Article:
Sometimes, as the leader, you must address the elephant in the room. If you don’t, you’ll have a hard time leading well moving forward.
The elephant is the issue/person/thing that is obvious to everyone, but no one has done anything about it yet.
Everyone is thinking it, but no one is talking about it – at least out loud.
Years ago, I was serving on a team where there was a consistent idea killer. Whenever anyone on the team presented an idea, regardless of the idea’s merit, this person would shoot it down. He always saw the glass as half-empty and was negative about anything new.
It’s okay to have someone who asks questions to make things better. We actually should encourage these people, but this guy was a doomsayer in the room. He never saw any positive in anything – regardless of the conversation, so, for example, we would be brainstorming and he would kill the momentum. Just when everyone thought we had a good plan in place, he would poke more holes in it. He never had new ideas to improve things and simply didn’t like anyone else’s idea.
It wasn’t helpful and was, therefore, actually disruptive.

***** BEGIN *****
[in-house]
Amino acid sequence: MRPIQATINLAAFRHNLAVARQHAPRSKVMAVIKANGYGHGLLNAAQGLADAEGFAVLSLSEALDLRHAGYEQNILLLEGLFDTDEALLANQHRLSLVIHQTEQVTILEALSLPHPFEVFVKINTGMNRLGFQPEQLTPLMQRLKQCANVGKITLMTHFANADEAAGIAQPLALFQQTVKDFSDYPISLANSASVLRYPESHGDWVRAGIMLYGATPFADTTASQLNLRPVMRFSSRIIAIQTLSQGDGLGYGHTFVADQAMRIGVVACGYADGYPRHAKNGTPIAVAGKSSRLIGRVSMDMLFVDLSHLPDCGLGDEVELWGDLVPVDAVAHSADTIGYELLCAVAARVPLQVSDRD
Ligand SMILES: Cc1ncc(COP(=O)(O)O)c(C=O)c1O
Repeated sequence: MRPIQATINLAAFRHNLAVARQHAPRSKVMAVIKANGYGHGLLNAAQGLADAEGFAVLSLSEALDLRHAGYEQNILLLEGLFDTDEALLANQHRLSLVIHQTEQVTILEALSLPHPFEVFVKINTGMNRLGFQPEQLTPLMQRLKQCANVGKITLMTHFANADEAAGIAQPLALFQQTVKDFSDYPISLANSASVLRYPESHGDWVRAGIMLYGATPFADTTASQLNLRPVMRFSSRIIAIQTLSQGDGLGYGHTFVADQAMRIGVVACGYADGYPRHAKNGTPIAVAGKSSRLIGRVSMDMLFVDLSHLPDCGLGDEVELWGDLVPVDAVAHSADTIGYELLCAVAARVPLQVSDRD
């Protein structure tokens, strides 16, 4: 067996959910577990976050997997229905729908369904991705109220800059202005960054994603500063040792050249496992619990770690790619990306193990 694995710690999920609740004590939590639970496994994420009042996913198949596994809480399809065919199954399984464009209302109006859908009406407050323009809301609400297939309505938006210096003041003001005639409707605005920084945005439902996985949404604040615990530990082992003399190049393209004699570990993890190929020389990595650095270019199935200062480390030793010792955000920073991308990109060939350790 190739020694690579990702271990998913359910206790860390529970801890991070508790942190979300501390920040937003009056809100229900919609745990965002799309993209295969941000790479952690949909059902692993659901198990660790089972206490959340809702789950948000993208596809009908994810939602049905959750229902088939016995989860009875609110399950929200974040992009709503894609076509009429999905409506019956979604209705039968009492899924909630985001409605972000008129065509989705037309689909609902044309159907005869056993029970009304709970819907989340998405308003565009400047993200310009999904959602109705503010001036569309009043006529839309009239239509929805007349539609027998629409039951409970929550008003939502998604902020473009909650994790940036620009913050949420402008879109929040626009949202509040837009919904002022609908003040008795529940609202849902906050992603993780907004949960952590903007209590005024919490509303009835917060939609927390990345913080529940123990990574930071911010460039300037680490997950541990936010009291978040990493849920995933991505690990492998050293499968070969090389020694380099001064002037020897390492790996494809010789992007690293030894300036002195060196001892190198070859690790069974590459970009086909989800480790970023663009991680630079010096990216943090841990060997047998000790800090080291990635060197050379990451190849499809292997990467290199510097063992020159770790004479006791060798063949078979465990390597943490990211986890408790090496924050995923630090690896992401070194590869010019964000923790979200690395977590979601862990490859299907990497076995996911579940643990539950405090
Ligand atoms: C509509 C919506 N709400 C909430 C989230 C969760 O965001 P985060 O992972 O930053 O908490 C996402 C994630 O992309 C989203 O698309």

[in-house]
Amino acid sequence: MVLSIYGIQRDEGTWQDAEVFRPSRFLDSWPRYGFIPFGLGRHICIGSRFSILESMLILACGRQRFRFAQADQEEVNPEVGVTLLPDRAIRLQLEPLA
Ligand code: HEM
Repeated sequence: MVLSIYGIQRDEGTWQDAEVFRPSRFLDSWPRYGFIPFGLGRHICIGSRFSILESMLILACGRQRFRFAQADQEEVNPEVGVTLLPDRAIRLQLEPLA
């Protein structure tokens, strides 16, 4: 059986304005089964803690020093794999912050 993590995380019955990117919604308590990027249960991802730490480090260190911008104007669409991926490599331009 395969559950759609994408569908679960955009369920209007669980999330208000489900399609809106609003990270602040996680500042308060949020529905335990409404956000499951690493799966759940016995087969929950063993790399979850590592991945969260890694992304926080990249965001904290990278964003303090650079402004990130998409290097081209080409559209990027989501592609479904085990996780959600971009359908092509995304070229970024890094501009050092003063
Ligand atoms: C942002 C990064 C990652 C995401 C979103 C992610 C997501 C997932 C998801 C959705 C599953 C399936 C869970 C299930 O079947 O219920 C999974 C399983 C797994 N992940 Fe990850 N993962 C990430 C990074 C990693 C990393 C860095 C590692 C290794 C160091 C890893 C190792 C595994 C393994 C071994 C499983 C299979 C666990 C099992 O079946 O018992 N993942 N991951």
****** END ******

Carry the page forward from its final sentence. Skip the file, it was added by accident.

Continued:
Yet, as annoying as it was, leadership allowed it to continue. Everyone talked about it outside of meetings. No one respected the idea killer. Our senior leader insisted even he had counseled with this person privately, yet it never seemed to improve.
This guy was the elephant in the room.
It led me to a conclusion I have selectively practiced in leadership:
Sometimes, as a leader, you have to address the “elephant in the room” – in the room.
- Everyone knows it is there. (You can’t miss an elephant.)
- It keeps being repeated. (You’ve handled it individually. Nothing has changed.)
- It likely will keep getting worse if unaddressed. (At least that has been my experience.)
At some point, the leader has to address the elephant.
You can’t ignore an elephant in a room. Elephants take up a lot of valuable space.
With everyone in the room, leader, address the elephant.
You may have to call out the person causing the disruption in the presence of everyone else in the room.
Yes, it’s hard, uncomfortable, and, frankly, you don’t want to do it often. You should never address it until you have attempted to handle it privately, but it may be necessary to continue leading the team well.
If you don’t:
- Everyone will assume this type performance is tolerated.
- The negative actions will be copied by others.
- Team dynamics will never be healthy.
- Respect for the leader – with this issue and others – will diminish.
Leader, when you know in your gut it’s time to address the elephant!
You must, because the best excuses won’t hide an elephant. Plus, elephants don’t often leave the room on their own.
Have you ever served on a team where the elephant wasn’t addressed and it negatively impacted the team?